Blog

New technologies in Africa – disruptive challenges or opportunities for a sustainable food system transformation?

Over the course of this week, experts gathered in Washington D.C. for the 22nd International Consortium on Applied Bioeconomy Research (ICABR) Forum to discuss “Disruptive innovations, value chains, and rural development”. Since 1998, ICABR has convened annual meetings to debate around emerging and innovative knowledge on highly relevant issues regarding agriculture and the bio economy. These meetings bring together different stakeholders, including the scientific community, policymakers, international organizations, NGOs, agricultural producers and consumer groups. This year’s meeting focused on the impact of new value chain development and technologies on agribusiness and farmers, as well as their capacity to harness innovations. Discussions at the Forum also highlighted the policy and institutional implications of transforming value chains and the agri-food system.

 As we have witnessed over the past years, rapid changes in global food systems raise new opportunities, but also challenges, for the agriculture and food sector. Urbanization and an increased demand for food and fuel present new market opportunities and challenges for farmers, entrepreneurs, and agribusinesses in developing countries. At the same time, the growing concerns over climate change, pollution and food safety reflect an increasing need for environmentally friendly and sustainable solutions. This calls for agricultural innovations, renewable energy and the improved quality of foods and diets. As many African countries continue to struggle with rising food import bills, failure to adapt to these changes may cause the rural sector and smallholder farmers to fall further behind.

Although there is an awareness of these rapidly happening changes, the emerging possibilities and challenges for producers and consumers along the value chain are still hardly researched and addressed in policy formulation and implementation. Therefore, multidisciplinary forums like the ICABR are urgently needed to foster discussion between different stakeholders and develop policy innovations.

A forthcoming report by the Malabo Montpellier Panel of experts, analyzes the possibilities of mechanization along the food value chain in Africa. The report “Mechanized: Transforming Africa’s agriculture value chains,” summarizes findings from seven African countries that are at the forefront of harnessing the opportunities of mechanization and new technologies along the value chain. It also analyzes the policy decisions that were taken and which interventions have led to an uptake of mechanization.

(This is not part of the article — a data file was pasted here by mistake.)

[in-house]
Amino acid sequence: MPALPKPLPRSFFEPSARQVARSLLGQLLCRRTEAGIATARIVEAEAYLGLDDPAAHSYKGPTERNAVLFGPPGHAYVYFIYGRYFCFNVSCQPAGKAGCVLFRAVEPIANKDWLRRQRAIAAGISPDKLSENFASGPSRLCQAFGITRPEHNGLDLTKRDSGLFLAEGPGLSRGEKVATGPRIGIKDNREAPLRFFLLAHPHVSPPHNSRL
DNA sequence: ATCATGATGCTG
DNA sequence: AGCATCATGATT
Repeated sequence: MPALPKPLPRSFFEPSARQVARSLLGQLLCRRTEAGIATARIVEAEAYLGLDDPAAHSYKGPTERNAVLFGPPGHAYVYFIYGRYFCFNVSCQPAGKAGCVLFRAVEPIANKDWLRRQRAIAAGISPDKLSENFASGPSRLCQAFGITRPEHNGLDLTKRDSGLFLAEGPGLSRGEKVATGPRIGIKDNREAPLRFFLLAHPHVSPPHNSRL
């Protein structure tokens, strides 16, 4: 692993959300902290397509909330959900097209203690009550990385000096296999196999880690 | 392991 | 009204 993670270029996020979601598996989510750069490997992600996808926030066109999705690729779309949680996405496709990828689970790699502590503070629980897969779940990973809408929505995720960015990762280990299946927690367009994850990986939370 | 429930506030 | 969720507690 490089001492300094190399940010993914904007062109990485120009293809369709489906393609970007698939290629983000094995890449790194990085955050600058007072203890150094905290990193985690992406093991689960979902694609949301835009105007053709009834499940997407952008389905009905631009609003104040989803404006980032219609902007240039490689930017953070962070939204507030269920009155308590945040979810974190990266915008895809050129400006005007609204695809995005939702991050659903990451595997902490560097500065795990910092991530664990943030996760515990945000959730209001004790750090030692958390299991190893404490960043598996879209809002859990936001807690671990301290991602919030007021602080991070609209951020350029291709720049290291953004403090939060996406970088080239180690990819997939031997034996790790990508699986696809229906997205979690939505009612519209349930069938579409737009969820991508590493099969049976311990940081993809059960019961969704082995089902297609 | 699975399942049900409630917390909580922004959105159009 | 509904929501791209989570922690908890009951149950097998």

Emerging and future technologies will play a critical role in the transformation of the agriculture sector as we know it today. Automated tractor steering or GPS-guided tractors are likely to reduce the costs of inputs through better control and management of farming practices. This, in return, leads to less soil compaction and erosion, and increased soil health. And there are many more examples of the potential of mechanization. Digital technologies such as drones, and autonomous agricultural and farming equipment could have considerable implications for the future competitiveness of African farmers. These emerging technologies will improve, simplify and accelerate performances along the entire value chain, ranging from production to processing and post-harvest handling. They will also gather complex data facilitating improvements in productivity, predictability and risk minimization in agriculture.

 While these technologies may still be out of reach for the large majority of African farmers, now is the time for governments to invest. Policies, regulations, service provision, powerful partnerships with the private sector, as well as cooperation arrangements with and for farmers will be necessary to enable and encourage the use of new technologies.

If effective policies and practices on mechanization can be brought to scale, the potential of the agriculture sector can be leveraged, important employment opportunities generated and food value chains transformed.

 

Read the report and follow up on the full set of recommendations (Available online on July 10th 2018).